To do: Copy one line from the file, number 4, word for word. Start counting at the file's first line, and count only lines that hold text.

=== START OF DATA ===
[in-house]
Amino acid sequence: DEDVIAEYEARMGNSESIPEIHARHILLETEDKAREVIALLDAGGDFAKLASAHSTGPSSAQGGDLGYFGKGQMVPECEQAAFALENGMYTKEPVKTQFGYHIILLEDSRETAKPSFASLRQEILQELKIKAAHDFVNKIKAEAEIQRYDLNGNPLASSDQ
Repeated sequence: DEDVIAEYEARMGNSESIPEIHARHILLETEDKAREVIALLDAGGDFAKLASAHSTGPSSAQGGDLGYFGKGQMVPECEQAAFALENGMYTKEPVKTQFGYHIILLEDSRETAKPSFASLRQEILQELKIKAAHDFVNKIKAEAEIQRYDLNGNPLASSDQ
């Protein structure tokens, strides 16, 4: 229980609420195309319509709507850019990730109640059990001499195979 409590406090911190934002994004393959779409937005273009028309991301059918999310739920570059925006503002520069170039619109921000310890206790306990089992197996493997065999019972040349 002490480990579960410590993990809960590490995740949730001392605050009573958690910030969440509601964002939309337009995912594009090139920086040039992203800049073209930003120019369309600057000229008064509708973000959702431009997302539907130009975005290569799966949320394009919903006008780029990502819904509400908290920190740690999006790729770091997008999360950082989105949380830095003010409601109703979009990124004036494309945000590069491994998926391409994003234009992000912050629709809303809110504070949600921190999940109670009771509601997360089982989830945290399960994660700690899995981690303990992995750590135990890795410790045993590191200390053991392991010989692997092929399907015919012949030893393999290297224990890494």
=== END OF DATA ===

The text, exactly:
């Protein structure tokens, strides 16, 4: 229980609420195309319509709507850019990730109640059990001499195979 409590406090911190934002994004393959779409937005273009028309991301059918999310739920570059925006503002520069170039619109921000310890206790306990089992197996493997065999019972040349 002490480990579960410590993990809960590490995740949730001392605050009573958690910030969440509601964002939309337009995912594009090139920086040039992203800049073209930003120019369309600057000229008064509708973000959702431009997302539907130009975005290569799966949320394009919903006008780029990502819904509400908290920190740690999006790729770091997008999360950082989105949380830095003010409601109703979009990124004036494309945000590069491994998926391409994003234009992000912050629709809303809110504070949600921190999940109670009771509601997360089982989830945290399960994660700690899995981690303990992995750590135990890795410790045993590191200390053991392991010989692997092929399907015919012949030893393999290297224990890494």